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Tips and tricks - how to best protect your hands

Winter, heat, water, dry air, lots of hand washing, soap and disinfectants. An ordinary day in our life can really take its toll on our poor hands! Washing our hands is a habit we hardly think about, but what about moisturizing our hands? Many of us tend to forget this and ours will not be late in telling us. Dryness, itching, burning and sometimes cracks that hurt and just won't heal. Ouch!

Why do my hands get so dry after washing and disinfecting?

The reason your hands get so dry is that soap and disinfectants not only effectively kill unwanted bacteria and viruses that are on your hands, they also kill the important and good bacteria that you naturally have on your skin. The thousands of bacteria we have on your skin are important because they provide and bind moisture. These good remedies are simply that the skin becomes dry. In addition, lots of soaps and disinfectants also destroy the fats that we have naturally in your skin. When your important fat layer – which protects and helps the skin retain essential moisture – deteriorates, your hands become dry.

How can I heal my hands again? 

When you wash your hands often and use hand sanitizer, you need to use a good hand cream. If you don't, you could potentially develop cracks where bacteria can enter and, in the worst case scenario, cause an infection.

Of course, it is best to start with preventive care to avoid getting very dry hands. But if it's important that you start using a generous amount of hand cream after every hand wash and after every time you use hand sanitizer.

How do I find a good hand cream?

What you need is a very rich, oily cream with emollients that gives your hands a protective layer and stops the water from evaporating. We also need to add moisture, the cream must contain humectants that sink into the top layer of the skin and bind the moisture there.

To find a hand cream that contains effective softening and moisturizing agents, it is important to read the ingredient list (INCI) carefully. Here are some golden rules to follow:

  • Less is more – look for a minimalist ingredient list. A few effective ingredients are better than a parade of extracts, active substances and so on. These ingredients may sound cool, but your hands don't care. A maximum of 20 or so base ingredients is a good rule of thumb.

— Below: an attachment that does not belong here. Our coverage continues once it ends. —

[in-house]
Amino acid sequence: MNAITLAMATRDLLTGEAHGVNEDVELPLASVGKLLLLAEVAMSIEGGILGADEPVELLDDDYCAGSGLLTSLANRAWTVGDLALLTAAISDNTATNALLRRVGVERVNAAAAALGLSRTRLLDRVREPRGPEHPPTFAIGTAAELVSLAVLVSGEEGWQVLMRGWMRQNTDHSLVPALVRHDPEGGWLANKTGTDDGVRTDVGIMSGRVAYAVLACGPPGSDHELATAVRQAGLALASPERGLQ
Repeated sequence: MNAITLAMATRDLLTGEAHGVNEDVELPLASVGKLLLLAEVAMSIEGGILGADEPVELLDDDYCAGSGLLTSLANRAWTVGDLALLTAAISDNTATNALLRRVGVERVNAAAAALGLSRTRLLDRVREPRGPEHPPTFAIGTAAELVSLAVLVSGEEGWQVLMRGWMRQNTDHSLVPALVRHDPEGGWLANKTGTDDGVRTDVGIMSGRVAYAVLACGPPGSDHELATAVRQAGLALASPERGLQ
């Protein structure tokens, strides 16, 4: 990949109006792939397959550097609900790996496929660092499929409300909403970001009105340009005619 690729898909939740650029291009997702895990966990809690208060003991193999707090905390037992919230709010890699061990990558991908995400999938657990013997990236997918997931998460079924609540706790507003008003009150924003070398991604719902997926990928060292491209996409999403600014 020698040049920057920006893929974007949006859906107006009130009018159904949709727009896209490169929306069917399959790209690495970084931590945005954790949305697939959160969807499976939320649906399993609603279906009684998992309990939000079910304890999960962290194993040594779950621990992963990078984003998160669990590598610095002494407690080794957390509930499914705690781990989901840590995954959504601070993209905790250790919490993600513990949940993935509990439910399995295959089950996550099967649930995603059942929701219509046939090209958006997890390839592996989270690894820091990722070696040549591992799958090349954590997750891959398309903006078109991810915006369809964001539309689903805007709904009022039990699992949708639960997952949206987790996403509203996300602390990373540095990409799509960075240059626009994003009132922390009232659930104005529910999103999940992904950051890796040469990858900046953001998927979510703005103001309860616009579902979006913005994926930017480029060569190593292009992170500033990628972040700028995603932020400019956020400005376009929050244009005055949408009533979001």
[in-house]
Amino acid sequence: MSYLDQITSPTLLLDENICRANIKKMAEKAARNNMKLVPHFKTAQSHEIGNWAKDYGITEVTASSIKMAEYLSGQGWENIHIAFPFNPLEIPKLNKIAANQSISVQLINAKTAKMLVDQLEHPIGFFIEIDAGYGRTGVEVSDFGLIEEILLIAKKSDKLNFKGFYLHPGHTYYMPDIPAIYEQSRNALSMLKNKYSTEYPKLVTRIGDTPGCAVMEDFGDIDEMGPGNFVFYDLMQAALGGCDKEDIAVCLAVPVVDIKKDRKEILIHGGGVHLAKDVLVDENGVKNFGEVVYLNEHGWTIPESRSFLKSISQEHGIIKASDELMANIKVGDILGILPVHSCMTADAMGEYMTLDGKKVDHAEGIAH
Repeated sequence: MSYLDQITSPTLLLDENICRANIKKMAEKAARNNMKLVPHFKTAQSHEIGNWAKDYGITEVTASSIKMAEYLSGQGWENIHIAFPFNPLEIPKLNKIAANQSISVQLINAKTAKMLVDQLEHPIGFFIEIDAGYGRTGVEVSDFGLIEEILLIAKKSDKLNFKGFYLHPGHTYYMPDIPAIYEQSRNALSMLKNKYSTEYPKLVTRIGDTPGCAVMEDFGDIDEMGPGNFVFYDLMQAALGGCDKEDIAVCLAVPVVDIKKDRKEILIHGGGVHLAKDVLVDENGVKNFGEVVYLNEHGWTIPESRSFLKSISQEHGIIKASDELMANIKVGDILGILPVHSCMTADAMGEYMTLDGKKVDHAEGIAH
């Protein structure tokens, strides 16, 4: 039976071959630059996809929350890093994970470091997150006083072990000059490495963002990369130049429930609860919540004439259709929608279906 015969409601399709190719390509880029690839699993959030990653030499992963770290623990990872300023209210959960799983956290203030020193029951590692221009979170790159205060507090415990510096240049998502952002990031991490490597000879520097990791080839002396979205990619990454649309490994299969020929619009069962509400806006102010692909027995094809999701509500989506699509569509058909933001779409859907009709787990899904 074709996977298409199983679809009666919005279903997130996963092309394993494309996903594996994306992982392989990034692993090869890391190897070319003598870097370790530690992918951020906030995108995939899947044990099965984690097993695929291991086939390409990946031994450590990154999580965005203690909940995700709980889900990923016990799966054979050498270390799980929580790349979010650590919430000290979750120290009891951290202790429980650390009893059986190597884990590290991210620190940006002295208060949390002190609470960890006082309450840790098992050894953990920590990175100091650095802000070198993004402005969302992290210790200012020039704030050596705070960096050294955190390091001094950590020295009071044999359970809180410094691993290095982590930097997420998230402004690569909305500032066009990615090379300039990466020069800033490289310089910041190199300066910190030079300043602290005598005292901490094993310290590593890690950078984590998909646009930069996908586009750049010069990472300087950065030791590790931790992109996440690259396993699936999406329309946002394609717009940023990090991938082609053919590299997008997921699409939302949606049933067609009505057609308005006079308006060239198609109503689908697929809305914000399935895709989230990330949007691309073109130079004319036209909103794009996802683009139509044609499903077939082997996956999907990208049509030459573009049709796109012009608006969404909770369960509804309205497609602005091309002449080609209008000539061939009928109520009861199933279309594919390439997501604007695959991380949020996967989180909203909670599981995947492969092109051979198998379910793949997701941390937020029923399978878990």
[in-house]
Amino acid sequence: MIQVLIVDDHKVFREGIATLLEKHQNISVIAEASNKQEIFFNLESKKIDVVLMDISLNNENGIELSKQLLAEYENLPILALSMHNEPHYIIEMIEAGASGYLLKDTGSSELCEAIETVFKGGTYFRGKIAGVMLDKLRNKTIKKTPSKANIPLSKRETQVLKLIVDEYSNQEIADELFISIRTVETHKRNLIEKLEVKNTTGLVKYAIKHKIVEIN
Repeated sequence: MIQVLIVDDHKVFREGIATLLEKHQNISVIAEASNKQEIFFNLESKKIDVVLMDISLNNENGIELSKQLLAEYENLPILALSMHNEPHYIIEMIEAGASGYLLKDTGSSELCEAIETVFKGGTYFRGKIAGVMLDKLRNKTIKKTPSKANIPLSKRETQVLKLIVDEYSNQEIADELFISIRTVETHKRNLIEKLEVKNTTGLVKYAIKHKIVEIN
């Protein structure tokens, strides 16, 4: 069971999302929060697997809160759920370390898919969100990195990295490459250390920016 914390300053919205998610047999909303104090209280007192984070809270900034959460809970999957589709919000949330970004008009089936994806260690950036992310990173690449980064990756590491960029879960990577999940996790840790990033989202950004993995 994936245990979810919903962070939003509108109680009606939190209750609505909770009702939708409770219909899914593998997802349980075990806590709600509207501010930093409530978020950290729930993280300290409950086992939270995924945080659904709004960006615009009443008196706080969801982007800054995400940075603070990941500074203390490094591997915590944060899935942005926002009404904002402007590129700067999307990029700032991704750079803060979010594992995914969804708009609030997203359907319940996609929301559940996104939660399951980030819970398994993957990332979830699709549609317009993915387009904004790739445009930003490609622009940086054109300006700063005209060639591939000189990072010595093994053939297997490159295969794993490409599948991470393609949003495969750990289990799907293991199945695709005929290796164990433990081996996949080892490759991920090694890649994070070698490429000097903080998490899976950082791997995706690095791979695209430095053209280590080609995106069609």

• Avoid perfumed products, even those with essential oils. Dry and cracked hands are particularly sensitive to such ingredients which can only further irritate the skin.
  • Avoid can packaging. Hand creams that come in cans require more preservatives because you put your fingers in them, maybe daily, and preservatives are irritating to the skin. Look for pumps or hoses instead.

What ingredients should I look for?

To reduce water evaporation from the skin and retain moisture in the skin, an occlusive (barrier-forming) ingredient is required. It can be oils or other fats such as butter or wax. Some oils to look for in the ingredient list (INCI) are Rapeseed oil and other vegetable oils, Shea butter and other butters, waxes, mineral oils and silicones. Mineral oils and silicones get a lot of criticism for not being biodegradable and therefore not the best for the environment, but they are cheap and very effective for dry skin and are therefore widely used by manufacturers. You will find mineral oils in the ingredient list such as Mineral Oil, Petrolatum, Paraffin and Vaseline. Silicones in the ingredients list are called Dimethicone or Siloxane (and all others ending in -cone and -oxane).

Your hand cream should also contain humectants , ingredients that bind moisture, to be effective. Look for Glycerin, Sortbitol, X-ylitol, PCA salts, Betaine and Lactic Acid. Sugar and salts also bind moisture. Another good ingredient that goes by two INCI names is Urea and Urea.

In addition, Niacinamide (vitamin B3) is often used because the ingredient is skin barrier strengthening.

To clarify, our hand cream does not have to contain all of these ingredients! Just a few of each and water is enough for the hand cream to be effective.

Are expensive hand creams better, or maybe natural hand creams?  

The expensive brands often contain many ingredients, too much perfume and preservatives. There are many hand creams that are tested specifically for sensitive skin and are affordable. Unfortunately, many of them are still based on mineral oils and silicones, which means limited biodegradability. So they are good for the hands but not good for the environment.

The problem is that many creams with a focus on biodegradability are formulated with perfumes and natural essential oils that can increase the sensitivity of the skin, especially when it is dry. More skin care companies should focus on products for sensitive skin, considering both the environment and the skin!

To sum it up, look for a minimalist hand cream with some effective ingredients. Apply your hand cream generously every time after washing your hands and don't wait until they get too dry. And remember that natural or expensive creams are not always the best.